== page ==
Children who are in difficult family situations may have a particularly difficult time managing their asthma, according to a recent report.
The connection between mind and body are well known, but a study is now tying family stress to chronic illness-specifically asthma.
In a study published in Pediatrics, researchers in the department of at University of Illinois Medical Center, Principal Investigator Molly Martin, MD, MAPP, associate professor of pediatrics in the University of Illinois at Chicago (UIC) College of Medicine, and her team reveal that family chaos corresponded to worse asthma control, even when accounting for parent and child depression.
Much research has shown a link between psychosocial issues and child asthma control, says Sally Weinstein, PhD, associate director of the University of Illinois Center on Depression and Resilience and associate professor of Clinical Psychology the UIC College of Medicine and lead author of the report, but these links are not well understood.
“We do not have great answers to the questions of ‘why’ and ‘how’ this relationship exists,” Weinstein says. “Our aim was to address some of these gaps in the literature and our understanding of the health disparities that exist in pediatric asthma, particularly in low-income minority populations, by examining family chaos as a potential pathway that could explain the link between parent/child mental health and child asthma control.”
The study shows that there are many factors to asthma manifestation and control, she adds.
“Parent, child, and family factors all play a role in the etiology and maintenance of child asthma control,” says Weinstein. “Above and beyond the effects of parent and child depression, family chaos emerged as a robust influence on child asthma outcomes in an urban, high-risk population.”
The study is the first to suggest that family chaos was indeed a powerful mechanism linking parent depression and worse child asthma control in our high risk urban population, Weinstein adds.
“Because it’s a first-of-its-kind study, this study offers a fresh perspective of exploring the psychosocial risk factors of asthma, and opens up the opportunity to equip front line providers such as pediatricians, community health workers, and parents and caregivers with guidance and a resource to develop and advance a collaborative system of care for asthma management,” she says.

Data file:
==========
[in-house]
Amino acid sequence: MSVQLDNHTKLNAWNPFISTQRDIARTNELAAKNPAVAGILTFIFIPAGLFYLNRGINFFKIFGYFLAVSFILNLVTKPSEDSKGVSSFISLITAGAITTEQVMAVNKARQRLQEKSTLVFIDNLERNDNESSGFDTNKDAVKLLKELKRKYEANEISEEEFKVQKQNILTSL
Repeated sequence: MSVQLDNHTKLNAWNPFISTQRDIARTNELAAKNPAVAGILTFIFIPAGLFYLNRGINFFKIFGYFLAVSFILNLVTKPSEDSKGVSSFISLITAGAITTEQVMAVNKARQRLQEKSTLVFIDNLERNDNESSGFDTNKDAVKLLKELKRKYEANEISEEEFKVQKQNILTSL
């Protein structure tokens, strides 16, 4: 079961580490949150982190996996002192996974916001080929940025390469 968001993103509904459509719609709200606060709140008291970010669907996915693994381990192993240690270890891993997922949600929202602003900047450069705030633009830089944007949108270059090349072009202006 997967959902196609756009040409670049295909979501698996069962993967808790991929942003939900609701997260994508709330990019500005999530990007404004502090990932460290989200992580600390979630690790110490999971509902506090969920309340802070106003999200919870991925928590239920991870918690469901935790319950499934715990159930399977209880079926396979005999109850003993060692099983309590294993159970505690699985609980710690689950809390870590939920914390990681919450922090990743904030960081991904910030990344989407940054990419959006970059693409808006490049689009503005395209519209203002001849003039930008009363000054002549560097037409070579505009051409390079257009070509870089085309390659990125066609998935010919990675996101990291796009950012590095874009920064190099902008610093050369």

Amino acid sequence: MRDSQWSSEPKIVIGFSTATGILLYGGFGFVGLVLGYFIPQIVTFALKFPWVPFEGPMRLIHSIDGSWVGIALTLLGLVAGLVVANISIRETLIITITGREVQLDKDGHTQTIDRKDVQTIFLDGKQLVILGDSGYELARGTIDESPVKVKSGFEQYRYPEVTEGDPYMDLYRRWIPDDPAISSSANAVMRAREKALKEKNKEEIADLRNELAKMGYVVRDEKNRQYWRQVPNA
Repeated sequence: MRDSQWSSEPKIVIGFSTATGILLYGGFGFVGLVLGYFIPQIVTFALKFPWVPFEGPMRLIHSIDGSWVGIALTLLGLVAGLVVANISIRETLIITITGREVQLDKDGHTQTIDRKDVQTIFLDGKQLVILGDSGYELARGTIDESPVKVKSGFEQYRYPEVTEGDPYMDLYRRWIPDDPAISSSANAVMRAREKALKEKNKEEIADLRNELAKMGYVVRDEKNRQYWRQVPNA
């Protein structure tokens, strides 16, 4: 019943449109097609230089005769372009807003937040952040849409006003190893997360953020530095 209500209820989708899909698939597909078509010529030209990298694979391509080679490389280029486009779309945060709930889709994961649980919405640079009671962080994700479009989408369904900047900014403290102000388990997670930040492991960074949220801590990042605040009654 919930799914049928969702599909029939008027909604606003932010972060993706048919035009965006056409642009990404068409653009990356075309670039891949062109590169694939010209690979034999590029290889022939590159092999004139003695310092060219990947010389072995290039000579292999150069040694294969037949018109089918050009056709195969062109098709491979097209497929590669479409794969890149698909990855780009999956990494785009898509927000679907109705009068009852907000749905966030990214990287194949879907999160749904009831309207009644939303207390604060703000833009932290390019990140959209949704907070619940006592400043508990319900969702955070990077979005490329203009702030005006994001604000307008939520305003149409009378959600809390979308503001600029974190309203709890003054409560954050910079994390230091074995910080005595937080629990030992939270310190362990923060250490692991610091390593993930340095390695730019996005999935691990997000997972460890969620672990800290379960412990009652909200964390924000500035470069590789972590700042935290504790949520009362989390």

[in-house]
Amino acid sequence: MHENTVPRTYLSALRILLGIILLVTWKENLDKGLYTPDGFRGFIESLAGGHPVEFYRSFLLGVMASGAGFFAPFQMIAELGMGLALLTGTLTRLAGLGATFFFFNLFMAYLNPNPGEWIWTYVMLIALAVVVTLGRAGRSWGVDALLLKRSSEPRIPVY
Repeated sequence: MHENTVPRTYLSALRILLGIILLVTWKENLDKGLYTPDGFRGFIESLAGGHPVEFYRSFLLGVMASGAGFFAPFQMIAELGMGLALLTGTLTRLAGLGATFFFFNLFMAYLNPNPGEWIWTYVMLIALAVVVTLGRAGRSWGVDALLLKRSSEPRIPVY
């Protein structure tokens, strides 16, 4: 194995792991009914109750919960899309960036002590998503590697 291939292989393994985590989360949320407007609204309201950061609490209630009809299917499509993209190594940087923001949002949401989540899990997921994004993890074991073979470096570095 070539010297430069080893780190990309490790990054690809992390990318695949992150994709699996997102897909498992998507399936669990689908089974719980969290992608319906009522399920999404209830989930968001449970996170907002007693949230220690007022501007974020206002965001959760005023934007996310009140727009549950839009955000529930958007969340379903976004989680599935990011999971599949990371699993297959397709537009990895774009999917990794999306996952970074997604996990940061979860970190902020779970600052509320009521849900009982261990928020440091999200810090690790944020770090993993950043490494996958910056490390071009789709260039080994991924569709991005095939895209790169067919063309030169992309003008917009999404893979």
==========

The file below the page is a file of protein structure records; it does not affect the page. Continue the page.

Still, Weinstein says knowing the problem is the first step in finding a solution.
“Our findings offer a much-needed resource to more effectively control pediatric asthma in high risk populations-integrating behavioral interventions that can improve family chaos through developing family routines, structure, and organization, particularly around asthma management,” she says.
Asthma is a difficult condition to control, and this research could point the way to more effective treatment methods, she adds. Weinstein says while the findings of the study are novel, they were not all that surprising.
“Despite all our advances in treatment, child asthma prevalence and morbidity remains high. What was most compelling about this study was that focusing on the family can be key to improving child asthma,” Weinstein says. “As a child psychologist, I suppose that I’m not surprised that family functioning plays such a key role in child asthma outcomes, yet this is the first study to document this relationship. Our study is unique in exploring the mechanisms underlying well-documented-but not well-understood-relationships between psychosocial factors and child asthma control.”
Weinstein says the study highlights the importance of caring for the whole child, as well as their families.
“Our research underscores the importance of looking beyond symptoms in children with uncontrolled asthma to address the health and well-being of the child, caregiver, and the family,” she says. “Our findings suggest that assessing and addressing child and parent depression is critical for improving child asthma outcomes in high risk populations. Additionally, offering education and support on family structure, organizations, and routines in the household around asthma management may be particularly important tools for the healthcare provider.”
Pediatricians are a vital front line provider for not only children but their caregivers, Weinstein adds, and should include parents in some way in their routine assessments. “Including brief, low-burden assessments of parental well-being in routine child visits, followed by providing mental health resources and referrals to parents identified as higher risk, can offer an important gateway for parents to access their own mental healthcare,” Weinstein says. “Having a list of local resources for mental health treatment, with a few guidance points on what to ask for and what information may be needed to schedule an appointment, readily available for parents may help break down some of the barriers associated with accessing mental health resources can also be helpful.”
While this study focused only on pediatric asthma, Weinstein couldn’t say for certain whether family chaos may contribute to other chronic conditions in the pediatric population, as well.
“However, family routines and structure are important for child and family well-being, and that relationship becomes even more important when the family is confronted with the multiple daily tasks and challenges involved in managing a chronic health condition,” Weinstein explains. “Surprisingly few studies have examined the role of family chaos in pediatric chronic health conditions-one notable exception is a study from 2016 on family chaos and diabetes-and our findings certainly point to the importance of future research exploring the role of family chaos in other pediatric chronic conditions that require daily management.”